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Posted
  • Location: 4 miles north of Durham City
  • Location: 4 miles north of Durham City

    Instead of whinging about it all, why don't you try and make a go of it yourself?!

    As for your later post about the price of oil - so what? - it's a commodity that's in high demand - take a reality check - get up and make it in your life, instead of thinking life's just one big problem!

    Your intellectual laziness is very apparent. You clearly didn't realise the amount of effort I put into my long post on the previous page.

    Do you want martial law and neo-feudalism in this country? How about a war with China and Russia? Neither do I.

    Edited by PersianPaladin
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    As harve has touched on, re inflation and interest rates, its a hell of complicated set up to understand correctly (nobody does imho), the news always presents it very clean, simplistically and wrong.

    Go Greek strikes Go.... It's not often I support strikes, but in this I do. They are absolutely right that Greece does not need more lending. It can't afford what it owes full stop, they still need t

    Afraid not, old bean; China has been a Communist People's Republic since, when, 1947? Just because it's a Tory government that's doing all the kow-towing makes not a jot of difference...But I bet that

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    Posted
  • Location: Stoke Gifford, Bristol
  • Location: Stoke Gifford, Bristol

    Your intellectual laziness is very apparent. You clearly didn't realise the amount of effort I put into my long post on the previous page.

    Do you want martial law and neo-feudalism in this country? How about a war with China and Russia? Neither do I.

    Don't do intellectuals - they're my pet hate - always trying to lecture the working class - most of 'em tend to read The Guardian and plant themselves into the public sector, as 'professors' or lecturers or something similar.

    I prefer to make money and live well - v enjoyable.

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    Posted
  • Location: 4 miles north of Durham City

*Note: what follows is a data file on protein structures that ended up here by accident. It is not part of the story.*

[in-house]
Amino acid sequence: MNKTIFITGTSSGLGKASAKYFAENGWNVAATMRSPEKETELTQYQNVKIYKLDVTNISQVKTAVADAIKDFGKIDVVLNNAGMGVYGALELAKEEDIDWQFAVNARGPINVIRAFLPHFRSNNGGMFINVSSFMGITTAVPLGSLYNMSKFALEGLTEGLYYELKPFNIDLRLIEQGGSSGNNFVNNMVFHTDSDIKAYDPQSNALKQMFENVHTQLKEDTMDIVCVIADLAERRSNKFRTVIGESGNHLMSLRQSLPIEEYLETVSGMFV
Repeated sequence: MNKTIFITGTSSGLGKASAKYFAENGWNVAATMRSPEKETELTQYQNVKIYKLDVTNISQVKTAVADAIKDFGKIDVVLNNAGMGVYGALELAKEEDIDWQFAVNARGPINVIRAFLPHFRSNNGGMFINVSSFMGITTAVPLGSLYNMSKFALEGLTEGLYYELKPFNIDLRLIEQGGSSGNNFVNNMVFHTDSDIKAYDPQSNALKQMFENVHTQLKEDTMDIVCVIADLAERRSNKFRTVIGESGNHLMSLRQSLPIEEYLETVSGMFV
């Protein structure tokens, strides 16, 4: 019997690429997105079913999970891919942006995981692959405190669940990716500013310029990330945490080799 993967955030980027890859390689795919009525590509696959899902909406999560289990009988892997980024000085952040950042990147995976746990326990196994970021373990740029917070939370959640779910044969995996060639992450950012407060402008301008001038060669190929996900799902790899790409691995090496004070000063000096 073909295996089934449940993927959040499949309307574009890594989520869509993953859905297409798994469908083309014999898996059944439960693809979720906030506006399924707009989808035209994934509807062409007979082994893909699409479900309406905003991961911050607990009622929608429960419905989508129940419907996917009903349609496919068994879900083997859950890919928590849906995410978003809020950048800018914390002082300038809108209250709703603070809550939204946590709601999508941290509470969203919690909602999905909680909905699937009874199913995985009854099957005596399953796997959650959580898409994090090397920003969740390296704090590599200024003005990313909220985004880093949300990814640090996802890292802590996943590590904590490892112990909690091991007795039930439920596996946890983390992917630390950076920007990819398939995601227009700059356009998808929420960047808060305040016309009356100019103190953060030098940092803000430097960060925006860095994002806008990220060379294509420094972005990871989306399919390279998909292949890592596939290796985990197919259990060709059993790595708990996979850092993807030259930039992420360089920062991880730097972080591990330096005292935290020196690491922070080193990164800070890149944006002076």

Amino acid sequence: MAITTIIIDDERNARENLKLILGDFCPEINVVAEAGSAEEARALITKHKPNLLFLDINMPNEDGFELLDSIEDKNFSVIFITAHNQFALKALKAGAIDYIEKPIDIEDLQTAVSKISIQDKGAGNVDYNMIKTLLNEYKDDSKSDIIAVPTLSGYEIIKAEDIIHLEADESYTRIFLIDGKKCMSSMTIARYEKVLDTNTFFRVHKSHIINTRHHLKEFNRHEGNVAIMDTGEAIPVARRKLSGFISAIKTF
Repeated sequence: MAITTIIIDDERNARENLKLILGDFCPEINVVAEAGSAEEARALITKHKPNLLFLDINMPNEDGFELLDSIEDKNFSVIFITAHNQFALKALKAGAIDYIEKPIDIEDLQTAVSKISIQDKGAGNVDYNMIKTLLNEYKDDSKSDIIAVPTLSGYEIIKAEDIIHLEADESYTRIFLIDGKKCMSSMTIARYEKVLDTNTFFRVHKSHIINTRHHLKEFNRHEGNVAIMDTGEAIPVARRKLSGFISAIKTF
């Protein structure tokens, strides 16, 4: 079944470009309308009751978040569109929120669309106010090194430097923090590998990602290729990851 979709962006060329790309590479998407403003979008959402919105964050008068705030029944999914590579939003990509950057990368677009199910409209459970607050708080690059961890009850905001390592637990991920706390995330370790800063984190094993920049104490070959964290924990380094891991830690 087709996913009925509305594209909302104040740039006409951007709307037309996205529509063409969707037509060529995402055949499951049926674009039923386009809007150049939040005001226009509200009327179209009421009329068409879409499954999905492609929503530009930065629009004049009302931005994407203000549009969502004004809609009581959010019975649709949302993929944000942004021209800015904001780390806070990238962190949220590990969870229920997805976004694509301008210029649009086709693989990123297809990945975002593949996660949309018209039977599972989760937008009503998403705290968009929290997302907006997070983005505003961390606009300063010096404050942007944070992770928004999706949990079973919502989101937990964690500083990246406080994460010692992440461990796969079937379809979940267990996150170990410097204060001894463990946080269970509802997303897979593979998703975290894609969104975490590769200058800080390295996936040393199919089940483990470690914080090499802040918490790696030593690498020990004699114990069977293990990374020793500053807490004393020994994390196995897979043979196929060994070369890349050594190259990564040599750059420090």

• Location: 4 miles north of Durham City

    Don't do intellectuals - they're my pet hate - always trying to lecture the working class - most of 'em tend to read The Guardian and plant themselves into the public sector, as 'professors' or lecturers or something similar.

    I prefer to make money and live well - v enjoyable.

    Well, I guess "serious discussion" isn't for you then.

    And no, don't condescend the working-class as being past this sort of understanding.

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    Posted
  • Location: 4 miles north of Durham City
  • Location: 4 miles north of Durham City

    This made me cry. One of the rare examples of a music company giving attention to permaculture co-operatives and grassroots community projects.

    All cities need to start doing this now; as the alternative would be to give powers to centralised agriculture which is more dependent on fossil-fuels and could well be controlled by government-corporations.

    An uplifting and positive video for 2011.

    Edited by PersianPaladin
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    Posted
  • Location: Bramley, Hampshire, 70m asl
  • Location: Bramley, Hampshire, 70m asl

    http://www.ft.com/cms/s/0/d2b3d95e-19c3-11e0-b921-00144feab49a.html?ftcamp=rss#axzz1AIWsoxjZ

    A new year but the same old problems for the euro zone!!

    Portugal seem almost certain to be bailed out in the near future.

    I can see the German, and to a lesser extent the French getting more and more fed up ...if, as is likely, Spain go the same way....

    Could France and Germany bail out of the euro altogether??

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    Posted
  • Location: Tunbridge Wells, Kent
  • Location: Tunbridge Wells, Kent

    10 year portugese bond yields have hit 7.12% today.

    7% is pretty much the state bankruptcy level, so looking odds on that Portugal will be next at the EU trough. Spanish banks share prices are at or close to 52 week lows - am certain where Portugal goes Spain will follow - however Spain will be a lot more painful for everyone.

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    Posted
  • Location: Rochester, Kent
  • Location: Rochester, Kent

    10 year portugese bond yields have hit 7.12% today.

    7% is pretty much the state bankruptcy level, so looking odds on that Portugal will be next at the EU trough. Spanish banks share prices are at or close to 52 week lows - am certain where Portugal goes Spain will follow - however Spain will be a lot more painful for everyone.

    This, I think, will propagate to the UK by the summer when banks are once again forced to fend for themselves in the global market without UK government help. Also, known as the big elephant in the room. Could we see a run on the likes of Santander? Possibly, but unlikely, since the Germans most likely will bail them out just in time.

    After Portugal, then Spain - which, let's face it are more or less foregone conclusions, I suspect Italy, Belgium, and then, shock/horror, France. When French gilts rise sky high, then that's the end of the EUR. After all, no-one likes the French, particularly their economic model.

    Knock on effects for this are clearly SME related since high commodity prices, which are set to continue throughout the year (since demand from the EU is small in proportion to India/China/Brazil, for instance) will cripple cash-flow as firms try to restock, and any SME with interests overseas from their home nation will suffer as organisation against USD manipulation grows with China (secretly) and Brazil (openly) start to impose crippling trade tariffs on USD sourced and priced goods. Restocking firms will be hit again since traditional high inventory businesses are forced to go back-to-back with big orders, thus nullifying any advantage from only shipping inwards during low commodity pricing.